Recommendation: In order to improve transportation coordination through better planning and enhanced accountability, the Secretary of Health and Human Services and the Secretary of Transportation should: (1) require the Coordinating Council to issue a prioritized strategic plan by a specific date; (2) charge the Coordinating Council with developing an action plan with specific responsibilities; and (3) require an annual report from the Council on its major initiatives and accomplishments.

    Agency Affected: Department of Health and Human Services

  2. Status: Closed - Implemented

    Comments: In August 2000, the Coordinating Council adopted a prioritized strategic plan for fiscal years 2000 through 2004. The Council's strategic plan essentially provides an action plan as it delineates specific tasks to be accomplished on a yearly basis, including the development of an annual report. While the strategic plan provided for a targeted date of October 2000 for a Council annual report, this target date was not met, and it is uncertain when an annual report will be issued.

    Recommendation: In order to improve transportation coordination through better planning and enhanced accountability, the Secretary of Health and Human Services and the Secretary of Transportation should: (1) require the Coordinating Council to issue a prioritized strategic plan by a specific date; (2) charge the Coordinating Council with developing an action plan with specific responsibilities; and (3) require an annual report from the Council on its major initiatives and accomplishments.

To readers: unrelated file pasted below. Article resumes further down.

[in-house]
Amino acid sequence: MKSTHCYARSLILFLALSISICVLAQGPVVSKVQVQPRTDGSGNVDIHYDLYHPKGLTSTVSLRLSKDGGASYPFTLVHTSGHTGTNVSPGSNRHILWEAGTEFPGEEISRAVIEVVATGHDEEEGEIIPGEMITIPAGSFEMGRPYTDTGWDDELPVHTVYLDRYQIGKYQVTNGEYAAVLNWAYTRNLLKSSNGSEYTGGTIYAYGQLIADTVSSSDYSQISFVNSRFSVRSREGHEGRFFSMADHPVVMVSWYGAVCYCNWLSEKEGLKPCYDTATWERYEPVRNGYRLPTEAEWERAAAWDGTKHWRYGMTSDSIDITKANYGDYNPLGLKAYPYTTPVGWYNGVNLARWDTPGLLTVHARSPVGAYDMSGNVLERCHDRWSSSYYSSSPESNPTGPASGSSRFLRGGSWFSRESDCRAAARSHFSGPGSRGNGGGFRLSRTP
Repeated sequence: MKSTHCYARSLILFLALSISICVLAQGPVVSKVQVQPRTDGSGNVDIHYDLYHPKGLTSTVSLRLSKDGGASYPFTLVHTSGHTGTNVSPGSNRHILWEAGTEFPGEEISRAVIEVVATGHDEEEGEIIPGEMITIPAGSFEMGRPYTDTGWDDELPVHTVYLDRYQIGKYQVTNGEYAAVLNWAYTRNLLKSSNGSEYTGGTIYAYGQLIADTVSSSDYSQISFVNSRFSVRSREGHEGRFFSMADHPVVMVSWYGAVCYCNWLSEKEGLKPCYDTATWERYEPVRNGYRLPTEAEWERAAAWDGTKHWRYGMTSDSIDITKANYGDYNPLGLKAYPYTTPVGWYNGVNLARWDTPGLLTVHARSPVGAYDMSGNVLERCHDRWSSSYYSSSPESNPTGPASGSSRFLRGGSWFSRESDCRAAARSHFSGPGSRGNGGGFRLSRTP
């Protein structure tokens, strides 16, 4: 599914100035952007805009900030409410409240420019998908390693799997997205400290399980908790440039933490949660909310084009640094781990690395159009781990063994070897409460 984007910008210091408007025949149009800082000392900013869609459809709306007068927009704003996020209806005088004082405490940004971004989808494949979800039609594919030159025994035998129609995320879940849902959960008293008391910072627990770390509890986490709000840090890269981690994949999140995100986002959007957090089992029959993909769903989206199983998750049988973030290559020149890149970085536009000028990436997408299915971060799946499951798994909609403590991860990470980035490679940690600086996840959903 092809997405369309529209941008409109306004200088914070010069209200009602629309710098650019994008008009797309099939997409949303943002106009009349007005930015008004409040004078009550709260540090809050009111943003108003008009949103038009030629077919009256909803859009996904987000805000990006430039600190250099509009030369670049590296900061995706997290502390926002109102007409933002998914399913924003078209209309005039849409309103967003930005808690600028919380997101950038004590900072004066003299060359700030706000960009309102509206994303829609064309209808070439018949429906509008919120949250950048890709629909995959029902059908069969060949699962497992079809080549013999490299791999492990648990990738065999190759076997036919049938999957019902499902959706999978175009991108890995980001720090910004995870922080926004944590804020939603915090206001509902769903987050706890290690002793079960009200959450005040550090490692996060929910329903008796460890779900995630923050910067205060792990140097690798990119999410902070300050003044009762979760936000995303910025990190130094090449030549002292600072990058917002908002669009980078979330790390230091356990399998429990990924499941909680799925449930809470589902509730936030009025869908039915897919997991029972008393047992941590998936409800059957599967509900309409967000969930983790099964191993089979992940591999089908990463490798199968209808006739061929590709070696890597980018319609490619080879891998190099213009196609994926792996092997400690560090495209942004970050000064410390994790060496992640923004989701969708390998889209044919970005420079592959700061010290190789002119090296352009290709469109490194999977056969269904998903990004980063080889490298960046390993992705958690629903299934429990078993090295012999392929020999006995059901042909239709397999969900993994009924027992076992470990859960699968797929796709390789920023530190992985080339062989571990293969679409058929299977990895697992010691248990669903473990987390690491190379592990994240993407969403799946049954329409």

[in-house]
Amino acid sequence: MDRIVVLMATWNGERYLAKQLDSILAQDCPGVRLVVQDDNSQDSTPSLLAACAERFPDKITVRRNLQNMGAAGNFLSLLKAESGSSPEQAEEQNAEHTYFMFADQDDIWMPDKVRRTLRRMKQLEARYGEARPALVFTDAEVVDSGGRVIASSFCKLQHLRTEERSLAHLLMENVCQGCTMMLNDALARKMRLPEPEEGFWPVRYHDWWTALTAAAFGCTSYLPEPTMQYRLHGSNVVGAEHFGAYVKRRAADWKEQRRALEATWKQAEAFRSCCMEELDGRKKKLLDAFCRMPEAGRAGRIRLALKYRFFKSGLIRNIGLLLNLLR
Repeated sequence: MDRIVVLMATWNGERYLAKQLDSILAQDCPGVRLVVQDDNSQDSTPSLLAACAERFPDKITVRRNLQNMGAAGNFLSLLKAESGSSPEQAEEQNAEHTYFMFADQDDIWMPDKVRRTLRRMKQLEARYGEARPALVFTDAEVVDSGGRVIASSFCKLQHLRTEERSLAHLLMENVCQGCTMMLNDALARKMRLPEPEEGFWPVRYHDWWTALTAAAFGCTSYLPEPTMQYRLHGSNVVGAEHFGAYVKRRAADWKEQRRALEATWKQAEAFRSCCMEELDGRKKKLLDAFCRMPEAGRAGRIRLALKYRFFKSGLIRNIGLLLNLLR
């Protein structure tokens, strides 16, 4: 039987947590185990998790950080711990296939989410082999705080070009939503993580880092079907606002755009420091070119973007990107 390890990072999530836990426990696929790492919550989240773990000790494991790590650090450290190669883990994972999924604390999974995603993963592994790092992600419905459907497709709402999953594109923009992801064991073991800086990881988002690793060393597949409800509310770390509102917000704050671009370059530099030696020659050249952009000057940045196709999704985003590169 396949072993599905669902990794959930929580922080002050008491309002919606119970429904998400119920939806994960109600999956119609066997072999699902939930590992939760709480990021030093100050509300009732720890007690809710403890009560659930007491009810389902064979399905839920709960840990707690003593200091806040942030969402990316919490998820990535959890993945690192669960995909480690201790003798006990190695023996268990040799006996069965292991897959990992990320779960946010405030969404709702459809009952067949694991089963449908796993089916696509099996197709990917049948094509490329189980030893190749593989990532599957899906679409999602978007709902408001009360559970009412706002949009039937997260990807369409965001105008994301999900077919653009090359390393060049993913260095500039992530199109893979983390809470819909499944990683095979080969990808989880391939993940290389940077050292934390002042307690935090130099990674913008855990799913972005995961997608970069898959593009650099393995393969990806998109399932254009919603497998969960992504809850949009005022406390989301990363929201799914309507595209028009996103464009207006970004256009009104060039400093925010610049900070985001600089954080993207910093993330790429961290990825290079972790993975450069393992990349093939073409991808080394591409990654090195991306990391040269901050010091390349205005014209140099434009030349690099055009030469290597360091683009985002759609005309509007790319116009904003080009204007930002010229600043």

Agency Affected: Department of Transportation

  3. Status: Closed - Implemented

    Comments: The Coordinating Council on Access and Mobility adopted planning guidelines for coordinating transportation services in December 2000. These guidelines provide information to facilitate the coordination of transportation services for 12 HHS and 10 DOT programs. In addition, in August 2000, the Coordinating Council adopted a strategic plan that provides for regional coordination action plans, including the identification and assessment of barriers to transportation coordination. However, an internet site developed for the Coordinating Council was discontinued due to lack of funding for this activity.

    Recommendation: As part of these planning efforts, the Secretary of Health and Human Services and the Secretary of Transportation should: (1) make sure that transportation coordination planning efforts under development reinforce one another; (2) direct the Regional Working Groups to assess barriers to transportation coordination; and (3) make information on coordination barriers and strategies for overcoming the barriers readily available through the Council's Internet site.

    Agency Affected: Department of Health and Human Services

  4. Status: Closed - Implemented

    Comments: The Coordinating Council on Access and Mobility adopted planning guidelines for coordinating transportation services in December 2000. These guidelines provide information to facilitate the coordination of transportation services for 12 HHS and 10 DOT programs. In addition, in August 2000, the Coordinating Council adopted a strategic plan that provides for regional coordination action plans, including the identification and assessment of barriers to transportation coordination. However, an internet site developed for the Coordinating Council was discontinued due to lack of funding for this activity.

    Recommendation: As part of these planning efforts, the Secretary of Health and Human Services and the Secretary of Transportation should: (1) make sure that transportation coordination planning efforts under development reinforce one another; (2) direct the Regional Working Groups to assess barriers to transportation coordination; and (3) make information on coordination barriers and strategies for overcoming the barriers readily available through the Council's Internet site.

    Agency Affected: Department of Transportation